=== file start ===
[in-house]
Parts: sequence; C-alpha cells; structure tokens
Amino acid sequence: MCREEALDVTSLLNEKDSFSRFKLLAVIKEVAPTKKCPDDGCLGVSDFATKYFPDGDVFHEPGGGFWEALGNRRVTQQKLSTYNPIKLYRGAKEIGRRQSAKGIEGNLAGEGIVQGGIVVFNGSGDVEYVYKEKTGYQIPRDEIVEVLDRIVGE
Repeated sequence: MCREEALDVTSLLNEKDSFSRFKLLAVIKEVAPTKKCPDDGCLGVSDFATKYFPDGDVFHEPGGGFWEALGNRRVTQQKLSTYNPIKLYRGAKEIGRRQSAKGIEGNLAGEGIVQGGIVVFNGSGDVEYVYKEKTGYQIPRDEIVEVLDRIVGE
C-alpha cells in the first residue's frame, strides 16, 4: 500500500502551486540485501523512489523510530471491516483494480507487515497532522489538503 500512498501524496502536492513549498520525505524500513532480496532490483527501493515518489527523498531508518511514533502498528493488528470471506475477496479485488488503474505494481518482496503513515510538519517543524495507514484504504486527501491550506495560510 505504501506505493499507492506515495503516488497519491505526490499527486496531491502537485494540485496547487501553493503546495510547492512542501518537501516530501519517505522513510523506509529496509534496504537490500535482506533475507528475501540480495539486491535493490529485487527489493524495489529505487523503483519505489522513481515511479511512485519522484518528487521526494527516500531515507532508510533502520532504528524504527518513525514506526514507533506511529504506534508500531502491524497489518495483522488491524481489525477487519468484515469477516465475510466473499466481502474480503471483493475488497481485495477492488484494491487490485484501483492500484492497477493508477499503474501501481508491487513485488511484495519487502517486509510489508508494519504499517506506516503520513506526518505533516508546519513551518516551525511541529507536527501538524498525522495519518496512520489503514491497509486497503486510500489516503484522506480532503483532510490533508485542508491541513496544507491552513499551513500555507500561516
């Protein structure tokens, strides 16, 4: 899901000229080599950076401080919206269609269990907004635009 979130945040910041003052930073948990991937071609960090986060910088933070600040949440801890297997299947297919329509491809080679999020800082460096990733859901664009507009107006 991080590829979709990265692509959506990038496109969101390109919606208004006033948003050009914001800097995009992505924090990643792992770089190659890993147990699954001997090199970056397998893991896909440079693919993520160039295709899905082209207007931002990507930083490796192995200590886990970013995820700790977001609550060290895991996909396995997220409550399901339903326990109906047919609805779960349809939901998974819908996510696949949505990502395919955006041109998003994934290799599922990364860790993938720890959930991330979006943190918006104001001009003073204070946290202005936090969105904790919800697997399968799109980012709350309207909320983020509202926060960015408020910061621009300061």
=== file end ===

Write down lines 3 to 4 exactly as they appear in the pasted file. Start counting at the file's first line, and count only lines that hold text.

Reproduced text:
Amino acid sequence: MCREEALDVTSLLNEKDSFSRFKLLAVIKEVAPTKKCPDDGCLGVSDFATKYFPDGDVFHEPGGGFWEALGNRRVTQQKLSTYNPIKLYRGAKEIGRRQSAKGIEGNLAGEGIVQGGIVVFNGSGDVEYVYKEKTGYQIPRDEIVEVLDRIVGE
Repeated sequence: MCREEALDVTSLLNEKDSFSRFKLLAVIKEVAPTKKCPDDGCLGVSDFATKYFPDGDVFHEPGGGFWEALGNRRVTQQKLSTYNPIKLYRGAKEIGRRQSAKGIEGNLAGEGIVQGGIVVFNGSGDVEYVYKEKTGYQIPRDEIVEVLDRIVGE